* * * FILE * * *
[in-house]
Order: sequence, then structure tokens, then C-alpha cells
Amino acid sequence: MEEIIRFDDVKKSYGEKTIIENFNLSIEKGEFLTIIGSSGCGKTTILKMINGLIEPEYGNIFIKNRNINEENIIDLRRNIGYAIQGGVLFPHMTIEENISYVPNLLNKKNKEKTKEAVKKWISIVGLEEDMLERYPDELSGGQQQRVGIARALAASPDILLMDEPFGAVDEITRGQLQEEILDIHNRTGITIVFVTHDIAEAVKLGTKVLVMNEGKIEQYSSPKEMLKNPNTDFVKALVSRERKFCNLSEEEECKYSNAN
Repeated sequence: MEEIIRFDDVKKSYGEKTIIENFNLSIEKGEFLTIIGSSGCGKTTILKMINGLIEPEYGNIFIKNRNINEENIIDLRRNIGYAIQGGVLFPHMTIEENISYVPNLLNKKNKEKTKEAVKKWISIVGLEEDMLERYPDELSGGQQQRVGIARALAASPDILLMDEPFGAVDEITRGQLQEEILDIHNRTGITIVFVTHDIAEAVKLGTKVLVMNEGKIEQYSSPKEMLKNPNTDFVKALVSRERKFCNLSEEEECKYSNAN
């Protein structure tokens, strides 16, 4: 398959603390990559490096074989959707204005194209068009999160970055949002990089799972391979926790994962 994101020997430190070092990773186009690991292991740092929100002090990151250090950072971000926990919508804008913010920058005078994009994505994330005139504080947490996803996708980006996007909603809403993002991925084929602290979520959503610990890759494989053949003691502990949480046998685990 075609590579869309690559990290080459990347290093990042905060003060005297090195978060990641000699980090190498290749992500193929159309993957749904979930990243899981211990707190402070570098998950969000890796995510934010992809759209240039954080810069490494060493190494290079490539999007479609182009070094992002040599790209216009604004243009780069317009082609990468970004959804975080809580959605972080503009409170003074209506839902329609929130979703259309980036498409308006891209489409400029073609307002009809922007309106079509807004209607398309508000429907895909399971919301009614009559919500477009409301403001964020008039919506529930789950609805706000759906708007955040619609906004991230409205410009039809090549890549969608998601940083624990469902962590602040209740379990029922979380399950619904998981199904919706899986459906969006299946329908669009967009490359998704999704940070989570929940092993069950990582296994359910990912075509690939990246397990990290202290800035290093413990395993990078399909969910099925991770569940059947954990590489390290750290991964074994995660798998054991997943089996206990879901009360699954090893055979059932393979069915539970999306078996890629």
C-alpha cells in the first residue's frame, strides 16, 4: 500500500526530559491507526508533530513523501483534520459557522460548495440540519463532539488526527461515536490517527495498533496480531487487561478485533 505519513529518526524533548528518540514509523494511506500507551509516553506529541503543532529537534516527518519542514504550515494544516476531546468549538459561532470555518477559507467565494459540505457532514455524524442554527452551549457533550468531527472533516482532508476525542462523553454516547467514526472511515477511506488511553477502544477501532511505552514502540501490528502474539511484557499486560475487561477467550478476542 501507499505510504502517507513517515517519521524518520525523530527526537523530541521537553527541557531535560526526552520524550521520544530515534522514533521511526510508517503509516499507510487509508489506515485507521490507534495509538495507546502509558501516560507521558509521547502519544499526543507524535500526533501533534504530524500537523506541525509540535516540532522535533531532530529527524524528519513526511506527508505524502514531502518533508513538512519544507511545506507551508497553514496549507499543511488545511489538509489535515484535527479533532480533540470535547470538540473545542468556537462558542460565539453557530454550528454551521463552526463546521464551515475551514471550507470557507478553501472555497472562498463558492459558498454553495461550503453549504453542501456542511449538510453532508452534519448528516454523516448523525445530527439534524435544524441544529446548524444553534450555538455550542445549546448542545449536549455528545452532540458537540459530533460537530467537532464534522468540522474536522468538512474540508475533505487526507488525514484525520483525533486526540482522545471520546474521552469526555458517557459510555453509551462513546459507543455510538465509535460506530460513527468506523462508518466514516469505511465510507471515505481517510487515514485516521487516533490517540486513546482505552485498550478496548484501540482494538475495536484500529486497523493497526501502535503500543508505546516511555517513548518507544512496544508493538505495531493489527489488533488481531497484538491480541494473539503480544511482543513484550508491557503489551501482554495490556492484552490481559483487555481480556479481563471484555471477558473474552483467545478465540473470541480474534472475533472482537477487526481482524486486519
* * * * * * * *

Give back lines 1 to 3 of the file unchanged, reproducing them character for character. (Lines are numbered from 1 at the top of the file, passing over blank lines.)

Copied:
[in-house]
Order: sequence, then structure tokens, then C-alpha cells
Amino acid sequence: MEEIIRFDDVKKSYGEKTIIENFNLSIEKGEFLTIIGSSGCGKTTILKMINGLIEPEYGNIFIKNRNINEENIIDLRRNIGYAIQGGVLFPHMTIEENISYVPNLLNKKNKEKTKEAVKKWISIVGLEEDMLERYPDELSGGQQQRVGIARALAASPDILLMDEPFGAVDEITRGQLQEEILDIHNRTGITIVFVTHDIAEAVKLGTKVLVMNEGKIEQYSSPKEMLKNPNTDFVKALVSRERKFCNLSEEEECKYSNAN